Published by Rob Lambert,
Many modern browsers allow you to add add-ons, extensions, or plug-ins which give you increased functionality or allow you to perform actions and activities from within your browser.
There are literally thousands of these add-ons for all of the major browsers. I’ve discussed many of them in this series.
However it could be that these add-ons also interfere with the product under test causing you to spend time investigating a bug that might not be important to your target end user.
How to trouble shoot browser add-ons
This bug was un-reproducible on all other browsers except mine. After exploring all avenues of code we concluded that it might be a Firefox add-on. I had another virtual machine with the same version of Firefox and no add-ons and it worked ok, so the reasoning was sound.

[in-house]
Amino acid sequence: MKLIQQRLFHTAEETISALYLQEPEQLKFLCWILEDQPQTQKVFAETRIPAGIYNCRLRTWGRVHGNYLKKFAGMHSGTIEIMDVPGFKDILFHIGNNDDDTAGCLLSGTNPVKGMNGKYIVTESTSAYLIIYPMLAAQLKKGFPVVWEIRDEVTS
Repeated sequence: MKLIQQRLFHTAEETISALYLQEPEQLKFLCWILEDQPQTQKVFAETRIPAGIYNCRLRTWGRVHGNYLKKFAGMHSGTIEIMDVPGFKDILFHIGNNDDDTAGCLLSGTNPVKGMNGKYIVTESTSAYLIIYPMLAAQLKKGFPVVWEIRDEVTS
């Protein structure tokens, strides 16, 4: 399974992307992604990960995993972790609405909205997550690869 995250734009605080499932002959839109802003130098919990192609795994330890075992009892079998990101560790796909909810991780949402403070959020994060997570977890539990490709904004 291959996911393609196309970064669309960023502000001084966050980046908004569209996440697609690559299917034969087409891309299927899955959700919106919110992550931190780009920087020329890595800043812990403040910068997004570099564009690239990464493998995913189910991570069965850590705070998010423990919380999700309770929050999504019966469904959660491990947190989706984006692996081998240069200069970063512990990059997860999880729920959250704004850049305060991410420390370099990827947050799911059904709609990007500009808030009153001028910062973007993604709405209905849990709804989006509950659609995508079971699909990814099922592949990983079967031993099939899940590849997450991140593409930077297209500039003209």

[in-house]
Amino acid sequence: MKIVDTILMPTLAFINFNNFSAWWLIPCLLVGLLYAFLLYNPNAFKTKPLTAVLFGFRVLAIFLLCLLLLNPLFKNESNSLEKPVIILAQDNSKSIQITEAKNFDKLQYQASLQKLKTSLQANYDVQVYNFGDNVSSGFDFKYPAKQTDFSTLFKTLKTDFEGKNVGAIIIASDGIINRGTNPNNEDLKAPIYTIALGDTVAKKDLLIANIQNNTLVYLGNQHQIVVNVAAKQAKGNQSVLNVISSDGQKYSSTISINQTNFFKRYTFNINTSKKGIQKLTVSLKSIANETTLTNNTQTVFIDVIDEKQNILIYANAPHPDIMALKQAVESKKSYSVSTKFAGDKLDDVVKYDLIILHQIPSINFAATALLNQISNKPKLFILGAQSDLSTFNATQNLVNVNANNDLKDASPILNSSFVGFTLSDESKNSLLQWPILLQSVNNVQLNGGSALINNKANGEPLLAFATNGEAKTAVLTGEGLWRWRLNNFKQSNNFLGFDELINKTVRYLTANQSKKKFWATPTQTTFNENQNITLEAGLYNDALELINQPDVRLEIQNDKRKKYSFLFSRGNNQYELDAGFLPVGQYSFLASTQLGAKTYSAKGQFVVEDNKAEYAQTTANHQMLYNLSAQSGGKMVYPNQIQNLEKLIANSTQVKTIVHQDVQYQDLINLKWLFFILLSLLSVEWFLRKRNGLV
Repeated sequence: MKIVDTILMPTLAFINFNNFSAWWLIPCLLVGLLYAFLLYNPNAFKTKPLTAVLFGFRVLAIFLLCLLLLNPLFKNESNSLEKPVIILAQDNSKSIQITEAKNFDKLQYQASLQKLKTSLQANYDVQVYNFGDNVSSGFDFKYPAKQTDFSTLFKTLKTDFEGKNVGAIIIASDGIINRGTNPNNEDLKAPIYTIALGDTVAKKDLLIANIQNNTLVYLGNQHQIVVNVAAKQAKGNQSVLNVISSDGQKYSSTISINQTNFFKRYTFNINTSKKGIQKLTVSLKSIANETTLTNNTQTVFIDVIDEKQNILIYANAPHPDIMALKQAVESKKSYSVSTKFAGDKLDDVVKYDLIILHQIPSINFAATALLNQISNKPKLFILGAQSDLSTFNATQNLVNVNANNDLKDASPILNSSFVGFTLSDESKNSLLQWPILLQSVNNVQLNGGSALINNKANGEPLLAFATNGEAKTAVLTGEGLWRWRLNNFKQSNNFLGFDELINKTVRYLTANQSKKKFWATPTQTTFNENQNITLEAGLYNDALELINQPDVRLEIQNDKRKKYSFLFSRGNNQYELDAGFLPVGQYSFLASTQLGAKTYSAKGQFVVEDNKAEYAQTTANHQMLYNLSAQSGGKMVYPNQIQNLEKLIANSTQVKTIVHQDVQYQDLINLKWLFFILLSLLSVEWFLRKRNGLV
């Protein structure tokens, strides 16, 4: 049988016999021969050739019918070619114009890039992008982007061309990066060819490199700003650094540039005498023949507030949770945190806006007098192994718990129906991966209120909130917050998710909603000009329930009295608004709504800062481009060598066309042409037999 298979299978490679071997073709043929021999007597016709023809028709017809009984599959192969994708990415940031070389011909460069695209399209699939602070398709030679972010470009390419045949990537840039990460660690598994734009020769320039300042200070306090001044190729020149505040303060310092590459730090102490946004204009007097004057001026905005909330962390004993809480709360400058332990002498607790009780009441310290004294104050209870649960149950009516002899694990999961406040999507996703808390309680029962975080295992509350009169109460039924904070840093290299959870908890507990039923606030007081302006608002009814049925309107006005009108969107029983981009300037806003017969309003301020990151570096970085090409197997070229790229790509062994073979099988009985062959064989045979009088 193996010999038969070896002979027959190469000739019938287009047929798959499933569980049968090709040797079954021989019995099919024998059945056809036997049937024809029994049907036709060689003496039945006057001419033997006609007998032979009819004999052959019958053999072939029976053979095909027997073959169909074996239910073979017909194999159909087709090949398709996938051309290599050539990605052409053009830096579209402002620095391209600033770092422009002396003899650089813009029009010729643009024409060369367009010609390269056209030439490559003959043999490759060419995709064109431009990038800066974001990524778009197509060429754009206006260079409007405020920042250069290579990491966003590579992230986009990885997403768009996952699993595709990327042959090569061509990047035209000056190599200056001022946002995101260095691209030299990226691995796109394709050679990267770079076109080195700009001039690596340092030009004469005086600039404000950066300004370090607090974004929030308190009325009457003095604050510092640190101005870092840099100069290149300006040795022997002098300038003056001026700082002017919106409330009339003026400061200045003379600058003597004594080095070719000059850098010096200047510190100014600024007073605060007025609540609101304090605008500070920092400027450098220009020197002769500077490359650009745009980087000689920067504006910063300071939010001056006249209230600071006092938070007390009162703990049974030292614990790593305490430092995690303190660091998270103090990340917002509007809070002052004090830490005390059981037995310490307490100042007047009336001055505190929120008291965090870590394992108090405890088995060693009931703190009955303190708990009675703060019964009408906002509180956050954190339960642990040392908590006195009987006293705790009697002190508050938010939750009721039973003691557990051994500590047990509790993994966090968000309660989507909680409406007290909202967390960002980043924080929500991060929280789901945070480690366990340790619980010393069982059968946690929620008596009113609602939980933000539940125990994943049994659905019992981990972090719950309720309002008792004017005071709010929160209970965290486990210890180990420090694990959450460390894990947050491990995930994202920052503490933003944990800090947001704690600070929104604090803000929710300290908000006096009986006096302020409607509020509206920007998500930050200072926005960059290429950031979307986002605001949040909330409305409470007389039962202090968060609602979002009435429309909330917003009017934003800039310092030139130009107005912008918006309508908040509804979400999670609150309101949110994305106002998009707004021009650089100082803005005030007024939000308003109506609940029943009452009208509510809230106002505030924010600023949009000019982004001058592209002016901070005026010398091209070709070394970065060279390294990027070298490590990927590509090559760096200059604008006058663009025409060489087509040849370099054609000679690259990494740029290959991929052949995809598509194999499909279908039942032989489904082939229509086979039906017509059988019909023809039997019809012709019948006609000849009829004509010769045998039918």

I removed two add-ons at a time, as I typically run with about twenty+ add-ons to aid my testing. Two at a time seemed like a reasonable amount to remove to narrow down which add-on was the problem.
As it turned out it was the last two that I removed that resolved the issue.
Add-ons are immensely powerful but they can interfere with functionality.
Create a test machine (virtual or real) and install an absolutely clean (i.e. no add-ons or un-needed plug ins) browser and compare the two if you find it tricky to replicate issues. It could be a browser extension problem.
How to manage add-ons across multiple machines - http://lifehacker.com/272113/sync-your-firefox-extensions-and-profiles-across-computers
If you’re interested in a career in Software Testing then check out my book Remaining Relevant And Employable (Tester’s Edition) - it’s packed full of ideas about writing good CVs, communicating your value to employers and doing well in an interview.